Again, none of this matters. The wage increase won’t go through. Democrats know it. Republicans know it. The only people who may not know it are the dead and busy. Thus, this is much ado about nothing . . . for everything.

I’m getting dizzy. So, now, she’s changed track again and is arguing that the only way the Democrats’ strategy could conceivably “matter” is if they succeeded in passing a hike in the minimum wage. I thought that the whole premise was the everyone knew it wouldn’t pass and the discussion was about whether the rhetoric would benefit them politically.

And what is that “for everything” doing there? Doesn’t the Washington Post have some editors?

If Democrats can make Republicans look nasty enough, maybe a few more single women, low-income workers and minorities will turn out in November. That’s not nothing. If Republicans prevail, after all, the Obama administration is finished. That’s everything. So the stakes are high even if the strategy seems not so lofty.

She just went from “it doesn’t matter” to it’s “not nothing” and “that’s everything.” I may have to get suited for a neck-brace.

Mostly the Democratic campaign agenda reflects desperation: If all you can do is attack your opponent, chances are you have nothing much to sell. Poll after poll shows Americans aren’t buying what the Democratic Party is selling.

Okay, first, the minimum wage is not the entirety of the Democratic campaign agenda and, second, trying to raise the minimum wage is not an attack on your opponent. I can also cite poll after poll that shows that Americans prefer what the Democrats are selling to what the Republicans are selling.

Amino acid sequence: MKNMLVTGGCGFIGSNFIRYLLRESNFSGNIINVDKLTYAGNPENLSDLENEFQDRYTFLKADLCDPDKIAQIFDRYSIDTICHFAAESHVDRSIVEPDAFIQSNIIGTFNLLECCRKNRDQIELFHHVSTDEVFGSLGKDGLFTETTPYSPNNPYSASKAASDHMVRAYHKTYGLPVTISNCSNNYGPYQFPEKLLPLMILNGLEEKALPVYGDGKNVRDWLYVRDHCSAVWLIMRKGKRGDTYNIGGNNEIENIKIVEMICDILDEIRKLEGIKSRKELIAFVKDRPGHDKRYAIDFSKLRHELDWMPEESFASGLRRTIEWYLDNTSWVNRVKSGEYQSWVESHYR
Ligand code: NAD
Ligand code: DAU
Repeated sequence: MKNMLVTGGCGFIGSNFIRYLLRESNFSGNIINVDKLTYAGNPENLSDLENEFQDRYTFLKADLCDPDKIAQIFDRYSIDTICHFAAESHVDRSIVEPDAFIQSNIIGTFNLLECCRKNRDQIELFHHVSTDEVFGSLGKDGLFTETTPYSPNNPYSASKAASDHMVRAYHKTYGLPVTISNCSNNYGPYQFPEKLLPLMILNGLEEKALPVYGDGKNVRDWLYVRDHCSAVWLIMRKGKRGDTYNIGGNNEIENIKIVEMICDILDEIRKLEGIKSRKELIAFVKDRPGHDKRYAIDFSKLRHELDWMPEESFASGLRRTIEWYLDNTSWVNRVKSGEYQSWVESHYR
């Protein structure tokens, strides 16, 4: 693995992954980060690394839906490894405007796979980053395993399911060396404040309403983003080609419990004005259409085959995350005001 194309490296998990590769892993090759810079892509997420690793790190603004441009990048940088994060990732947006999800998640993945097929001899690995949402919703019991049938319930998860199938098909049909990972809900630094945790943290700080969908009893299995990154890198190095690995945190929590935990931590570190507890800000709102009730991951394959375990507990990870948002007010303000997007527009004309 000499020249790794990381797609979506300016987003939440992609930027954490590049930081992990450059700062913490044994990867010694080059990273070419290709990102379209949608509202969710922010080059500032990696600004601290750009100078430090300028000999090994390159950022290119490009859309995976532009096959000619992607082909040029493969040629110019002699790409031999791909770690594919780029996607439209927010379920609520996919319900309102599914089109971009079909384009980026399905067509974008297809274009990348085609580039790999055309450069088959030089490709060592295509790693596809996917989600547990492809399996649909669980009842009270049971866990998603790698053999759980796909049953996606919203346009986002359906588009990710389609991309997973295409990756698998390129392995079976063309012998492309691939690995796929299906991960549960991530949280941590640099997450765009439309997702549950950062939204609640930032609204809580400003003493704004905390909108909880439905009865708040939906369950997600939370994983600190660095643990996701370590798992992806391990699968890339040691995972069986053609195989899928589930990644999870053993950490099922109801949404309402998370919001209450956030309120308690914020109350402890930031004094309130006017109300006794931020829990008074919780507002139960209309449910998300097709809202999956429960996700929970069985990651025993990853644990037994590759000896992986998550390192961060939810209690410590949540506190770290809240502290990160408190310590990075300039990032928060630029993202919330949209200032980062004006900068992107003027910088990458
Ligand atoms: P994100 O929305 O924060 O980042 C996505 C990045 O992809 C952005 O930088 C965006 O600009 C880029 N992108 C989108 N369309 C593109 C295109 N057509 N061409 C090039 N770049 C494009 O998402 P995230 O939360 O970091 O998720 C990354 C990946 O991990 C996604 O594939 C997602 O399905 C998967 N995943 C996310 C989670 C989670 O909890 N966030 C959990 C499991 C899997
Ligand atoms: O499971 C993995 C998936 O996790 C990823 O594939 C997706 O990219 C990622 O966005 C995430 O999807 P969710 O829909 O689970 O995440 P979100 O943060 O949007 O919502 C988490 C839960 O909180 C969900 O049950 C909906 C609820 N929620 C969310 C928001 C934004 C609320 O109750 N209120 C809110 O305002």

Boehner also can force votes on vulnerable House Democrats — jobs votes such as the Keystone XL pipeline that squeeze Democrats between their union base and environmentalists. And then there’s the gift that keeps on giving, Obamacare, not to mention the economy, record debt, higher taxes and dubious leadership in foreign affairs.

None of which, even if true, has any bearing on whether pushing a minimum wage hike will redound to the benefit of Democrats.

Now where was I?
Oh, yes, fairness. To wit: It is highly probable that Mencken, who referred to the South as the “Sahara of the Bozart” and pilloried rural Christians as “ignoramuses” during the 1925 Scopes trial, would have little good to say about today’s GOP, for which the South is Ground Zero.
Then again, he rarely said anything nice about anyone.

So, Ms. Parker is aware that it was totally inappropriate to enlist H.L. Mencken in her argument because she knows that he would never stop vomiting on the modern Republican Party.

So, in honor of Benghazi, ObamaCare, Duct Tape, and the modern GOP in general, I leave you with a quote from H.L. Mencken:

“Civilization, in fact, grows more and more maudlin and hysterical; especially under democracy it tends to degenerate into a mere combat of crazes; the whole aim of practical politics is to keep the populace alarmed (and hence clamorous to be led to safety) by menacing it with an endless series of hobgoblins, most of them imaginary.”

Now, where is that man’s birth certificate?

Martin Longman is the Web Editor for the Washington Monthly and the main blogger at Booman Tribune. He has worked as a community organizer for ACORN/Project Vote and as a political consultant for Democracy for America.